Back in 2014, UGA’s Dr. Jean Woodward wrote about finding the first case of Boxwood Blight in Atlanta. Gardeners and landscapers who have followed that story have been taking the warnings about this plant disease seriously.
However, following sanitation guidelines to avoid spreading the disease, and then destroying any infected plants, is neither convenient nor easy.
In yards and gardens that have been affected by this blight, alternative plants that can fill the same role are needed. Replanting more boxwood in those empty spaces is not a good idea!
UGA’s publication “Think Outside the Boxwood” lists some planting options to consider and some to avoid. The publication includes photos of some of the examples, to give readers an idea of how the substitutions could change the look of the landscape.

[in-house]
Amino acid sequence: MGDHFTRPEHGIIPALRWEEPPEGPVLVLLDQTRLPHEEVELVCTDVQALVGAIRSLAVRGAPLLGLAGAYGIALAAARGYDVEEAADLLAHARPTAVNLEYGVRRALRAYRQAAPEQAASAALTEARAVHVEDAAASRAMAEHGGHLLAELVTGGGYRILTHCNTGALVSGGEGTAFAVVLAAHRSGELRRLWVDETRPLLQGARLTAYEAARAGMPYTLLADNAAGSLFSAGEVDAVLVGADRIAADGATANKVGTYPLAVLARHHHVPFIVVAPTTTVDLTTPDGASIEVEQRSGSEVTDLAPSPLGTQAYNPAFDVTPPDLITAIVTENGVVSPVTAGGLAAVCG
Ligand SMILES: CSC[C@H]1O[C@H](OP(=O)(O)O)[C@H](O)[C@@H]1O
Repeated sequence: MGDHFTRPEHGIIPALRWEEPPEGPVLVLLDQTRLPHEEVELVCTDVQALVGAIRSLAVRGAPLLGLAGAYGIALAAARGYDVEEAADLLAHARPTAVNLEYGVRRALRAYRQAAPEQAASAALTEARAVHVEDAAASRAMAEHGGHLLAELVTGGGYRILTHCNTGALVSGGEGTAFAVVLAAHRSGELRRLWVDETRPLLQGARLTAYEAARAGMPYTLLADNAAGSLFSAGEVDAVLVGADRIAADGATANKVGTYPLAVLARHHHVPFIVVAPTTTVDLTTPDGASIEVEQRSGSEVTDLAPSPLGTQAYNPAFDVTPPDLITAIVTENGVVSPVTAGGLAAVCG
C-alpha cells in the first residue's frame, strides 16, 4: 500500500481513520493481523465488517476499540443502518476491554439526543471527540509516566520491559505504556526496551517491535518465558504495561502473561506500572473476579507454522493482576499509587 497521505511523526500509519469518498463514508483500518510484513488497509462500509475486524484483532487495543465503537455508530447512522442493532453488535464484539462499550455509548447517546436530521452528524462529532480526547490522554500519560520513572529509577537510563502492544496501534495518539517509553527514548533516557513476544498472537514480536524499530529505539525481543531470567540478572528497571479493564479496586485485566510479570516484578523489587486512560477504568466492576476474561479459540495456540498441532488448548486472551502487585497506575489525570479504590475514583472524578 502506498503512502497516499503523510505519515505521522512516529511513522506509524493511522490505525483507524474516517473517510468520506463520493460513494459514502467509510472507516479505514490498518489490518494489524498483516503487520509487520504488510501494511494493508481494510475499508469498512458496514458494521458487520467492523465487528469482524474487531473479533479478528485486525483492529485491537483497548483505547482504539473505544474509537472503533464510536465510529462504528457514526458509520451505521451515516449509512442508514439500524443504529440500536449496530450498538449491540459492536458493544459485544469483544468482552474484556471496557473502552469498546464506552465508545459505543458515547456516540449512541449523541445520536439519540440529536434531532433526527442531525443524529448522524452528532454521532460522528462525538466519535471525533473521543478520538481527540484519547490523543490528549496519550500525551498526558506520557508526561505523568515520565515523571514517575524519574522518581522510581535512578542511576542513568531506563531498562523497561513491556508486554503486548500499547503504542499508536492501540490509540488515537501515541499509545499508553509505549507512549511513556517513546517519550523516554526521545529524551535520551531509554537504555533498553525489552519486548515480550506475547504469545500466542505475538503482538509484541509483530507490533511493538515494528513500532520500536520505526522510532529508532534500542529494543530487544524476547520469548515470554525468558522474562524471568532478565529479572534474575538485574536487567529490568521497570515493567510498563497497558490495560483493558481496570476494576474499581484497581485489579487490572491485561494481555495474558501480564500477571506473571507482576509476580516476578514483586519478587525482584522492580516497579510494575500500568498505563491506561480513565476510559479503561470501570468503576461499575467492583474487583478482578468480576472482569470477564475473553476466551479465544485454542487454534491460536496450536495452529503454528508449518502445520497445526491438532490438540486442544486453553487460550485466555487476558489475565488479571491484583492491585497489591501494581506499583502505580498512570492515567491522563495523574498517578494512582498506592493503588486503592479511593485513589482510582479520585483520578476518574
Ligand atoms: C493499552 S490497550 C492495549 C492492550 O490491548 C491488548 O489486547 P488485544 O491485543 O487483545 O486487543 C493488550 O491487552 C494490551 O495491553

In a formal setting, such as a knot garden, the alternate plants may bring a whole new look. Can you imagine the knot as a string of Purple Pixie loropetalum twined with Pineapple guava? Or a string of upright Plum Yew with a spreading holly fern?
Those who love formal, clipped-boxwood hedges might not love some of the alternatives, but there is plenty of room for creativity, and there are some small-leaved, compact options (like the yaupon hollies) that can bring a close-enough appearance to the beloved knot.